HISTORY ETHNOGRAPHY NATURE WINE-MAKING SITE MAP
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SIR SAMUEL WHITE BAKER
CYPRUS AS I SAW IT IN 1879
page 172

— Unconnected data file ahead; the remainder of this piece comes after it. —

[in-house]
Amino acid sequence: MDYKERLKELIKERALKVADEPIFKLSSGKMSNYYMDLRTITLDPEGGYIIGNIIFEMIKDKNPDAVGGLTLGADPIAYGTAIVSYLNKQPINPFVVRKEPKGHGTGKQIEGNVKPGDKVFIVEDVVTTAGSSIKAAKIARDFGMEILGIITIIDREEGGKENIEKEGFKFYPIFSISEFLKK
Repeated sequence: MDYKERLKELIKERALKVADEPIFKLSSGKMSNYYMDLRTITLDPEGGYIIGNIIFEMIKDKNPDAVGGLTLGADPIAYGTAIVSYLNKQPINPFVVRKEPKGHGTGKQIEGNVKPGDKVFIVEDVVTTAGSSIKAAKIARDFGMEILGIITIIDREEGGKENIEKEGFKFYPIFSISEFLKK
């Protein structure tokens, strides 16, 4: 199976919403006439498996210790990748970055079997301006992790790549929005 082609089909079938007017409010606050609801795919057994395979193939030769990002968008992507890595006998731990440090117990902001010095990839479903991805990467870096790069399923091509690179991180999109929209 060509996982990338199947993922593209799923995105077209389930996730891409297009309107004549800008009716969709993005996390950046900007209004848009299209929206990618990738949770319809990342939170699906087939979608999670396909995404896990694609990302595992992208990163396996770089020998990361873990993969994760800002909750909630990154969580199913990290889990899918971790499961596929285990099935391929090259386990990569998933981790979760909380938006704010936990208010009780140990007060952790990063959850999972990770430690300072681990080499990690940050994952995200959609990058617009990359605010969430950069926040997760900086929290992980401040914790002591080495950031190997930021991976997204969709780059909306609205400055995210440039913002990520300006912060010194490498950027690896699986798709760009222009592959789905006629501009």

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this snug little port is about forty yards in \vidth, and the depth is most irregular, varying from dry silt close to the south end of the reefs up to twelve feet beneath the walls of the fortress. There were many small coasting-vessels and caiques which trade between the various ports of Syria and Asia Minor, all having sought shelter from the bad weather within the port ; and the picture presented during the strong gale was thoroughly illustrative of the natural advantages and the future requirements of the harbour. The long line of reefs which form the outer protection would, were they exposed in their whole length, represent an irregular incline from about twelve feet above the sea level at the southern end to three fathoms below water at the northern extremity. A wedge laid with its broad base to the south would represent the inclination of this long line of useful reef, which can be converted into a sea-wall by simply filling-in with blocks of concrete to a sufficient height above the extreme water-mark. Th e ancient jetty which connects the small islands that form the northern head of the reef is in itself an example of the necessity of such an extension throughout the line. A natural headland terminating in disconnected rocks upon the north boundary of the reef about half a mile above the fortress is a secure protection from the sea, but it admits the silt. This has completely filled in a considerable portion of the original harbour, and were this sea-communication destroyed by connecting the various reefs with the main headland, the evil would be at once prevented, and the inclosed area might be cleansed by dredging. This would not only add to the accommodation of the inner harbour by a considerable extension, but

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